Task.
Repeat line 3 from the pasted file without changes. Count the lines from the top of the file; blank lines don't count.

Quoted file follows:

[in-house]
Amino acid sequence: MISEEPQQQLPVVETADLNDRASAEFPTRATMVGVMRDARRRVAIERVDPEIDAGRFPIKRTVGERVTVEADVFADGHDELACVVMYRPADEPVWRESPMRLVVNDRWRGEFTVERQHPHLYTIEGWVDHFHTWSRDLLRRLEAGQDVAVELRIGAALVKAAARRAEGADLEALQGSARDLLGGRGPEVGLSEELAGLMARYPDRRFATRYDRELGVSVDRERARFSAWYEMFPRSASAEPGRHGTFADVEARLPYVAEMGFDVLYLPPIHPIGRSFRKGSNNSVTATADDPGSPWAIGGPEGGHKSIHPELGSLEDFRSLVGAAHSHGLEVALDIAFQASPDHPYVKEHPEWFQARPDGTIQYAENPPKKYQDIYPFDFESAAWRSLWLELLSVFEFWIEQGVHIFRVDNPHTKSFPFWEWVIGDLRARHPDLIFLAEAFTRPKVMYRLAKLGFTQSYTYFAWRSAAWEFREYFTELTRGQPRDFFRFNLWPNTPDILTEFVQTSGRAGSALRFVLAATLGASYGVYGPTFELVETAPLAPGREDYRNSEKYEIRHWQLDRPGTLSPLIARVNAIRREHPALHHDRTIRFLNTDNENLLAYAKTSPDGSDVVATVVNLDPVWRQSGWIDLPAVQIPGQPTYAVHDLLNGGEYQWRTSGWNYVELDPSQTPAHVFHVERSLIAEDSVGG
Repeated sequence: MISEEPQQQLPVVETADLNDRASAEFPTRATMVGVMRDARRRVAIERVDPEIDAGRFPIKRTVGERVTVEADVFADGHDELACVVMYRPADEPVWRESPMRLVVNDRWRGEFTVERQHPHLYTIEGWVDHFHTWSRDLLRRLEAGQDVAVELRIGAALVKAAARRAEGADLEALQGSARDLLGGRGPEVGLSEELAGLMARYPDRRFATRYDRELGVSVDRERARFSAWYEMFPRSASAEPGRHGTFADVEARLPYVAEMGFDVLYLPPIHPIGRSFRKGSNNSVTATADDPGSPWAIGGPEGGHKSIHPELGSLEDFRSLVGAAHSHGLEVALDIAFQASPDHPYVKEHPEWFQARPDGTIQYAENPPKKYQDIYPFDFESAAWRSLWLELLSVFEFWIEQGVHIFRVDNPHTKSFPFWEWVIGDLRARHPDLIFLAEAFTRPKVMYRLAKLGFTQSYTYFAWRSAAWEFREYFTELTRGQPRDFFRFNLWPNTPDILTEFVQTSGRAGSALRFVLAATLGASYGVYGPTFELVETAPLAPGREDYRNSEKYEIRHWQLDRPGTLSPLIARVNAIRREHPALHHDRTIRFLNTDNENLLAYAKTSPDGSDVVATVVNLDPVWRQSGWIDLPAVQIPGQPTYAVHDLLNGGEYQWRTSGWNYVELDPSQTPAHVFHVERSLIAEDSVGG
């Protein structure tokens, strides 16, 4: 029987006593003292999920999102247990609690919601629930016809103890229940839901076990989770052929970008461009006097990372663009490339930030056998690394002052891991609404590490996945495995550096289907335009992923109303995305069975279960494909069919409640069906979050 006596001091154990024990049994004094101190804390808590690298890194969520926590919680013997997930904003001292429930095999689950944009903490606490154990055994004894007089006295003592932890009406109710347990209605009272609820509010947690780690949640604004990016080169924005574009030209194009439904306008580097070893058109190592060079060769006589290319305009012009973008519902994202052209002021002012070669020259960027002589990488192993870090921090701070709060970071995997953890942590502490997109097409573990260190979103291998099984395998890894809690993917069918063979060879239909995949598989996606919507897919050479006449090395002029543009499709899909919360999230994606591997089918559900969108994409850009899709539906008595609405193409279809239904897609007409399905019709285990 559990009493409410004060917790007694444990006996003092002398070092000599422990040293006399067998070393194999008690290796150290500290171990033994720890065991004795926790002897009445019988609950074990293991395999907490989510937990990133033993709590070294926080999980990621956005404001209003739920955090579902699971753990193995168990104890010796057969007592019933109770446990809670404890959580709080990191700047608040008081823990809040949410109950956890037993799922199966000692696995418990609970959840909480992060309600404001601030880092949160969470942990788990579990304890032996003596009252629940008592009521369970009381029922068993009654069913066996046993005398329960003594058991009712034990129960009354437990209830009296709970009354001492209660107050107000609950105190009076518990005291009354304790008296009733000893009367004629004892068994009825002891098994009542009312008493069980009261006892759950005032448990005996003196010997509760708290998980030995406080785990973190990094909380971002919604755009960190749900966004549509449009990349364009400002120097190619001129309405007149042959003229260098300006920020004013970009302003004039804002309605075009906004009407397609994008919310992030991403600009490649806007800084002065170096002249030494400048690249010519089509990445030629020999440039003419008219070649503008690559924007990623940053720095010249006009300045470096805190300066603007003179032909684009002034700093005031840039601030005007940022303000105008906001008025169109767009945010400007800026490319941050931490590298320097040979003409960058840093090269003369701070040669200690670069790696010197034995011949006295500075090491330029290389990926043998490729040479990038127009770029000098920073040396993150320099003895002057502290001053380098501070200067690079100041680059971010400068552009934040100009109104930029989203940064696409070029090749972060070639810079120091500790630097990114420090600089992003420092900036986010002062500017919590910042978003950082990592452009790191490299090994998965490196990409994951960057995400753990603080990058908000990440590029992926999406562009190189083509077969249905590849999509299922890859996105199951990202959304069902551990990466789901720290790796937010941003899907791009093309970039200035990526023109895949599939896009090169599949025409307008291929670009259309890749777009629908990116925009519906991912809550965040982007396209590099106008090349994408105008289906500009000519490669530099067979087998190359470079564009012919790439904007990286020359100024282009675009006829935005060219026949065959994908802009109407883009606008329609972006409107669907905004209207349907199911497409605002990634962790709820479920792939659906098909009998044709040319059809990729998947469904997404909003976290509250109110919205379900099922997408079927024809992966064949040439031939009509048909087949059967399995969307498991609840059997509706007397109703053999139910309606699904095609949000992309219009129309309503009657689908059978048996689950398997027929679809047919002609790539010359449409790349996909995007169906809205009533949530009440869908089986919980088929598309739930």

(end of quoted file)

Repeated sequence: MISEEPQQQLPVVETADLNDRASAEFPTRATMVGVMRDARRRVAIERVDPEIDAGRFPIKRTVGERVTVEADVFADGHDELACVVMYRPADEPVWRESPMRLVVNDRWRGEFTVERQHPHLYTIEGWVDHFHTWSRDLLRRLEAGQDVAVELRIGAALVKAAARRAEGADLEALQGSARDLLGGRGPEVGLSEELAGLMARYPDRRFATRYDRELGVSVDRERARFSAWYEMFPRSASAEPGRHGTFADVEARLPYVAEMGFDVLYLPPIHPIGRSFRKGSNNSVTATADDPGSPWAIGGPEGGHKSIHPELGSLEDFRSLVGAAHSHGLEVALDIAFQASPDHPYVKEHPEWFQARPDGTIQYAENPPKKYQDIYPFDFESAAWRSLWLELLSVFEFWIEQGVHIFRVDNPHTKSFPFWEWVIGDLRARHPDLIFLAEAFTRPKVMYRLAKLGFTQSYTYFAWRSAAWEFREYFTELTRGQPRDFFRFNLWPNTPDILTEFVQTSGRAGSALRFVLAATLGASYGVYGPTFELVETAPLAPGREDYRNSEKYEIRHWQLDRPGTLSPLIARVNAIRREHPALHHDRTIRFLNTDNENLLAYAKTSPDGSDVVATVVNLDPVWRQSGWIDLPAVQIPGQPTYAVHDLLNGGEYQWRTSGWNYVELDPSQTPAHVFHVERSLIAEDSVGG